Both evolution and software are serious subjects and this topic is worthy of a serious analysis. I can see three areas of research:
- premises: to what extent do the same conditions and laws apply?
- what can Darwinism teach us about software?
- what can software teach us about Darwinism?
Natural evolution is very similar to the evolution of software.
Both have natural selection, which weeds out forms based on their suitability in real life.
Both use mutations of source code as the means to provide variation. In biology, the code is DNA; in software engineering, it is in a programming language. Mutations in software are thought to be less random. This is largely a myth.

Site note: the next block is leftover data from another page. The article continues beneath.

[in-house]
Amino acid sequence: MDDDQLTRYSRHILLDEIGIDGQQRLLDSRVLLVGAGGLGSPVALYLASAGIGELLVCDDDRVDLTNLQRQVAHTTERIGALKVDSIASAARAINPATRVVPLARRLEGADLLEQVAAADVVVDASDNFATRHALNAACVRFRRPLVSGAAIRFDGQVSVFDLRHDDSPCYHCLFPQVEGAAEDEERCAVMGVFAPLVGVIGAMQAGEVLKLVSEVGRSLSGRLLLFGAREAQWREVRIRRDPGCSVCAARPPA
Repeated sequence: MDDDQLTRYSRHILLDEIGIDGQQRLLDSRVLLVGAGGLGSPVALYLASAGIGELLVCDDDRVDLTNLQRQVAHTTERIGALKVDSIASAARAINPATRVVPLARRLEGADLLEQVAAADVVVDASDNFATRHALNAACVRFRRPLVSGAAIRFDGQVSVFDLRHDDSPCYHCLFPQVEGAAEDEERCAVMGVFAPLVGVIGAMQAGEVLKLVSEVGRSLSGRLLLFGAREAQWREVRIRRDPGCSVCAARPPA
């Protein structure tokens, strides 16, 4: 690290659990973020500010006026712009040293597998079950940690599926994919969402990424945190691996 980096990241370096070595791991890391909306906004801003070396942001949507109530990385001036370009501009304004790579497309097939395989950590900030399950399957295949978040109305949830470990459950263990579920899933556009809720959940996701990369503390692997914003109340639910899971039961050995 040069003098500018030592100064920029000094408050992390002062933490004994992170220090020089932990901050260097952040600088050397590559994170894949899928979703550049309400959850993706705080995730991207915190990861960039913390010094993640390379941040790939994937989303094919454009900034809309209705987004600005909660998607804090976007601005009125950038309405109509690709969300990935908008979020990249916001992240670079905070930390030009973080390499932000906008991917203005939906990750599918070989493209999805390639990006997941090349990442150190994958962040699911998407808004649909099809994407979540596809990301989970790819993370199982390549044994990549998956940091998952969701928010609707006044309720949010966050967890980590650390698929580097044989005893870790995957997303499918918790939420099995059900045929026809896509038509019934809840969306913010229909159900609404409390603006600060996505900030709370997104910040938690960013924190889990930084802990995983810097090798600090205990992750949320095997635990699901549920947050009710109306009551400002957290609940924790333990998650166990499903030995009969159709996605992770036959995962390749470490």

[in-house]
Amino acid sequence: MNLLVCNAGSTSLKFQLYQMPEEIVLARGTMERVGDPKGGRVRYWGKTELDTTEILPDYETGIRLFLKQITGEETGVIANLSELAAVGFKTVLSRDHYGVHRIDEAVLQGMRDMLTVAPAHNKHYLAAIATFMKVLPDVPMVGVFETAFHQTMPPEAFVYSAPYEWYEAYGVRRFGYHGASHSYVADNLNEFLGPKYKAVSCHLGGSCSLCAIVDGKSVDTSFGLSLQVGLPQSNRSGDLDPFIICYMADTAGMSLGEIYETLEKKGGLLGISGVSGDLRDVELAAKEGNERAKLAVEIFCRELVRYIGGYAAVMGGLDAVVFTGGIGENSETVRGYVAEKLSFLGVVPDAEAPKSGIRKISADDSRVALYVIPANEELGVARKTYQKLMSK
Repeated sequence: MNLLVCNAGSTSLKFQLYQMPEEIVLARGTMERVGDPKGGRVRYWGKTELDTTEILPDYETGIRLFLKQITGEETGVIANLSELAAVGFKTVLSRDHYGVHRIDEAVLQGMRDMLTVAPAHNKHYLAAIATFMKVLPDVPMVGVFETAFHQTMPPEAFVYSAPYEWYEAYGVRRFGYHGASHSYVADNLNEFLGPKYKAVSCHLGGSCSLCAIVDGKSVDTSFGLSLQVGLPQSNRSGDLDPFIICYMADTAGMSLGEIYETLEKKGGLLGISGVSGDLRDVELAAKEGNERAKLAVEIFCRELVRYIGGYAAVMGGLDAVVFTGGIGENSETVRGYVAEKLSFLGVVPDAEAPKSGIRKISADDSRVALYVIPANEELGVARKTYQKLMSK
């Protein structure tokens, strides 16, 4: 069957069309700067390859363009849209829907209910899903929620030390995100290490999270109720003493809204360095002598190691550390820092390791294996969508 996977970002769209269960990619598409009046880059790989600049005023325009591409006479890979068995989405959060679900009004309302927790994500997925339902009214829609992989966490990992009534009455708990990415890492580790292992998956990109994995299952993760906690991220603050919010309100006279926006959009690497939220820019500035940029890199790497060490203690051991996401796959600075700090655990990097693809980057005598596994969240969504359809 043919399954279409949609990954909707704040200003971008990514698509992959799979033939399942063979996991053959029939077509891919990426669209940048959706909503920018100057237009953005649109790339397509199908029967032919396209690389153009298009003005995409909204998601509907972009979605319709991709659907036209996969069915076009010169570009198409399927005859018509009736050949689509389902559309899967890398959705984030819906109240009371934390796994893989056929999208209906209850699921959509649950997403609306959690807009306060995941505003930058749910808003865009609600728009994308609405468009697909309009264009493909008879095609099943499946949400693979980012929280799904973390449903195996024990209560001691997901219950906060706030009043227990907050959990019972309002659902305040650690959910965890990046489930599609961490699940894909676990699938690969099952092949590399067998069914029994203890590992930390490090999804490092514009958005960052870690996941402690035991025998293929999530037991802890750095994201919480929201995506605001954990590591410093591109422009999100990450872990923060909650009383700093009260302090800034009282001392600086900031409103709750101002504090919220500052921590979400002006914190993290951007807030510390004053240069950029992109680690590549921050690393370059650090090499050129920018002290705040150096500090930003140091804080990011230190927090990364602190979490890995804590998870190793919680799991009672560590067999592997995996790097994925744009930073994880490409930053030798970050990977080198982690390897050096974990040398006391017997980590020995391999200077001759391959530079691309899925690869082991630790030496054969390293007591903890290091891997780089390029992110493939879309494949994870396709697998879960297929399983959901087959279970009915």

Note that it is irrelevant whether individual moves are predetermined and purposeful, if you want to know whether the rules of Darwinism (mutation and natural selection) apply to developments at large. Darwinism says nothing about individual, isolated changes, it only says something about long-term, large-scale effects.
Everything evolves: software that doesn't change, will die. We knew this; Darwinism provides reasons.
Convergent evolution: in similar conditions, from similar base materials, very similar systems will evolve.
Viability: a product fails if there is no environment to support it.
Punctuated equilibrium: evolution is always optimization: stable, successful pieces of software exist within temporarily optimal constellations of mutually adapted products.
If software evolves, it can be used to validate theories of evolution.
Richard Dawkins's books claim, for instance, that social behaviour is determined by reproductive success:
if this is true in humans, and software evolves in the same way, it is also true of software.